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Volume X, Number 187

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SBA Makes PPP Loan Increases Available to Certain Borrowers Who Missed Out Because of Subsequent Rule Changes

On May 13, 2020, the United States Small Business Administration (“SBA”) finally addressed certain Paycheck Protection Program borrowers who missed out on available funds because rule changes on how to calculate maximum loan amounts were announced after such borrowers had submitted applications or had their loans processed.  Seasonal employers, as well as partnerships and other self-employed individuals, may be able to increase their loan amounts automatically, depending on whether their bank has already submitted certain lender documentation to the SBA. Affected borrowers should promptly confirm with their lenders whether loan increases are still possible and should consult with counsel about how the new formulae affect their maximum loan amount calculations.

Background

On March 27, 2020, the President signed the Coronavirus Aid, Relief, and Economic Security Act of 2020 (the “CARES Act”) into law. Section 1102 of the CARES Act temporarily permits the SBA to guarantee 100% of loans granted under the Paycheck Protection Program (“PPP”). The PPP is a loan guarantee program, administered by the United States Treasury and SBA, through which financial institutions can make forgivable loans to small business concerns, business concerns with fewer than 500 employees, and certain other eligible borrowers. Section 1106 of the CARES Act provides for forgiveness of up to the full principal amount of qualifying loans guaranteed under the PPP.

On April 14, 2020, SBA posted an interim final rule (the “April 14 IFR”)  that, among other things, provided guidance for individuals with self-employment income. This interim final rule stated that partners in partnerships (including members of limited liability companies that elect to be treated as partnerships) should include their individual share of partnership profits reported as self-employment income (up to $100,000)  in the applicable partnership’s loan application and should not apply for loans separately as self-employed individuals.

On April 27, 2020, SBA posted an interim final rule (the “April 27 IFR”) that provided alternative criteria for calculating the maximum loan amount for PPP loans issued to seasonal employers, which expanded the time period at which seasonal employers could look in order to (i) calculate average monthly payroll expenses and (ii) determine whether a seasonal employer was operational when applying for a loan under the PPP.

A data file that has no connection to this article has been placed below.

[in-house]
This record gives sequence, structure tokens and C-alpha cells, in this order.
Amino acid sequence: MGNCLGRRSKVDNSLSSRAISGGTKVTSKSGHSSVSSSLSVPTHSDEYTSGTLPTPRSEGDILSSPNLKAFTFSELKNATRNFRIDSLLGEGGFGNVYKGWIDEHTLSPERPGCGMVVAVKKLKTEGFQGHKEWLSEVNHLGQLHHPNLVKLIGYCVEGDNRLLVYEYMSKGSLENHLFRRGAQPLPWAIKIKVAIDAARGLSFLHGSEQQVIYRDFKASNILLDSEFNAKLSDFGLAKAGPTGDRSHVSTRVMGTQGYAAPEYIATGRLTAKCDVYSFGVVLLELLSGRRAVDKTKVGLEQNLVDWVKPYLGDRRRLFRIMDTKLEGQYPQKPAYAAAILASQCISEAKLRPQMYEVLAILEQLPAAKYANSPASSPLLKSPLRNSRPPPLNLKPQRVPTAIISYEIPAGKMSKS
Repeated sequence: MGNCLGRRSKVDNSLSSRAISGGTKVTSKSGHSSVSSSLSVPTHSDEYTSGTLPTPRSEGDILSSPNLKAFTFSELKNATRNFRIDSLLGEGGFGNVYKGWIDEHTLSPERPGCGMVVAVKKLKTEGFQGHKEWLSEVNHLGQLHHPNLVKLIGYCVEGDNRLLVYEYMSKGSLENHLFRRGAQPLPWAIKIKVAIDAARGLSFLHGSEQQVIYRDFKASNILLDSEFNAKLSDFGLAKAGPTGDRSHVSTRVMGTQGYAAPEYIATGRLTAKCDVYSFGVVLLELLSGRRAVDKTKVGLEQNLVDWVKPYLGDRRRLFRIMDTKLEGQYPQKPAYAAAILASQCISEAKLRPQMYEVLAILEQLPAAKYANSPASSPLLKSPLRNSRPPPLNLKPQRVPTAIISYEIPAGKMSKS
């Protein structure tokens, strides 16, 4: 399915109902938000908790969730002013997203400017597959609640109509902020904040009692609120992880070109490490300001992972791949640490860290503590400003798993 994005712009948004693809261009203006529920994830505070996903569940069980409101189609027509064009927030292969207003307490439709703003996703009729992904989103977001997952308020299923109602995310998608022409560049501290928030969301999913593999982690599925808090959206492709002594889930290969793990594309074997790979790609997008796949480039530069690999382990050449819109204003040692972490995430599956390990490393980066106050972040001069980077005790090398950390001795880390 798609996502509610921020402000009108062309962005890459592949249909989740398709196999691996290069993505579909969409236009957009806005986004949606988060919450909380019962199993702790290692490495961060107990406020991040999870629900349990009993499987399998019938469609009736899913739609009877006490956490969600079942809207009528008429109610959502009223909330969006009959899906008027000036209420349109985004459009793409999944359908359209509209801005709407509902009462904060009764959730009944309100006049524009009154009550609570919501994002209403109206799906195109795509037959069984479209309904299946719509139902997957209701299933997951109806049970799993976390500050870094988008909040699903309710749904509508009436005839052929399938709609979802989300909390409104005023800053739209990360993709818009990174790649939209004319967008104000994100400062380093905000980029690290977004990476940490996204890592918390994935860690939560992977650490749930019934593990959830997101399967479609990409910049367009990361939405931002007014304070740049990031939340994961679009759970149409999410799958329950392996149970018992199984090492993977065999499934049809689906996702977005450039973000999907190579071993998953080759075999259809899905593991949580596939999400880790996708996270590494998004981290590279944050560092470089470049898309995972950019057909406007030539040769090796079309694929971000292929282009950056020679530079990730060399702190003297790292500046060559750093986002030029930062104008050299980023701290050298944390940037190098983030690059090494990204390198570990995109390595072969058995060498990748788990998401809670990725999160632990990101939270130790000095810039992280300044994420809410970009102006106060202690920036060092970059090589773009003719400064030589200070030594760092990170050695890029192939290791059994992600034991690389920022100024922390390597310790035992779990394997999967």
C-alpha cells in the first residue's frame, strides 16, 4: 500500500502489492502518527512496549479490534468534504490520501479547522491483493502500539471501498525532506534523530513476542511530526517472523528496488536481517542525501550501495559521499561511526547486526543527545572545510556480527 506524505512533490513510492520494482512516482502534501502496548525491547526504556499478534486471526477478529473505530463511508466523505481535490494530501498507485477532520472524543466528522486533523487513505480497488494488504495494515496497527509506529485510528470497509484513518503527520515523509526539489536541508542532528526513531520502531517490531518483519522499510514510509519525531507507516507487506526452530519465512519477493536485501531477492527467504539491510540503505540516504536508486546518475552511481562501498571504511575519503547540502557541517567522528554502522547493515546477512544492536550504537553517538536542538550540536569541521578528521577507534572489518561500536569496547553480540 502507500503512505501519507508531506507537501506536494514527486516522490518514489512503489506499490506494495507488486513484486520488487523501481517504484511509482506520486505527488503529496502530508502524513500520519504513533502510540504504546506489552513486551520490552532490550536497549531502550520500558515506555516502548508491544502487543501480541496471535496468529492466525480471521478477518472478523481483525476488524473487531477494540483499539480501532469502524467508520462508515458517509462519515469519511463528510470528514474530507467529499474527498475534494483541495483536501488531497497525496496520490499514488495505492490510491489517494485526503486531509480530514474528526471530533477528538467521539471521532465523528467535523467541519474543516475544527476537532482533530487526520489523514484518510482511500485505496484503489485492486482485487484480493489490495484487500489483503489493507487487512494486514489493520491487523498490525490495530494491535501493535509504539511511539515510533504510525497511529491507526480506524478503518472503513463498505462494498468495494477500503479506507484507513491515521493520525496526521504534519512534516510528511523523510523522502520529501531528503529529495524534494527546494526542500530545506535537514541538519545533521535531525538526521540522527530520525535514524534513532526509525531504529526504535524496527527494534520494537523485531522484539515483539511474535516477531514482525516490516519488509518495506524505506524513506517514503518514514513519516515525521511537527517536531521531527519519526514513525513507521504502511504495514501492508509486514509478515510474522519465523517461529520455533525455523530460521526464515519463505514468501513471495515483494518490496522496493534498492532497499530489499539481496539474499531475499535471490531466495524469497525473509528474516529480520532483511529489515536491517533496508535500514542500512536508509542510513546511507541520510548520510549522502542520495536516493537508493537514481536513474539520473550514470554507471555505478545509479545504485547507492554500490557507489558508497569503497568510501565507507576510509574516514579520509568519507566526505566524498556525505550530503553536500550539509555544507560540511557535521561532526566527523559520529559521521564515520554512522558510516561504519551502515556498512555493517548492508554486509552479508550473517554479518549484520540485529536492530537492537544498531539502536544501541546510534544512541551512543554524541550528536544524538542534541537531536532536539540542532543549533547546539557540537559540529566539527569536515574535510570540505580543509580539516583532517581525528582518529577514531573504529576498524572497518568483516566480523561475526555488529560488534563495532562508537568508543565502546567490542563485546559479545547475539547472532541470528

Interim Final Rule on Loan Increases

On May 13, 2020, the SBA posted an Interim Final Rule on Loan Increases (the “IFR on Loan Increases”) that supplements previous guidance for borrowers who are partnerships (and LLCs treated as partnerships) or seasonal employers. This new guidance could result in additional PPP funds being allocated to such borrowers. PPP loans that were previously approved and/or disbursed to partnerships or seasonal employers before the April 14 IFR and April 27 IFR were issued may not have been for the full amount for which the borrowers are eligible under the updated guidance.

The IFR on Loan Increases authorizes PPP lenders to increase existing PPP loans to partnerships or seasonal employers to include amounts to cover partner compensation in accordance with the April 14 IFR, or to permit seasonal employers to calculate their maximum loan amount using the timeframes outlined in the April 27 IFR. However, if (i) a lender has already submitted the SBA Form 1502 report on a PPP loan, or (ii) the deadline by which a lender was required to submit SBA Form 1502 on a particular loan has passed[1], that loan may not be increased under the IFR on Loan Increases. We recommend discussing the status of SBA Form 1502 with respect to your loan with your lender before considering whether to attempt to increase your loan amount and to determine how much time remains, if any, for you to do so.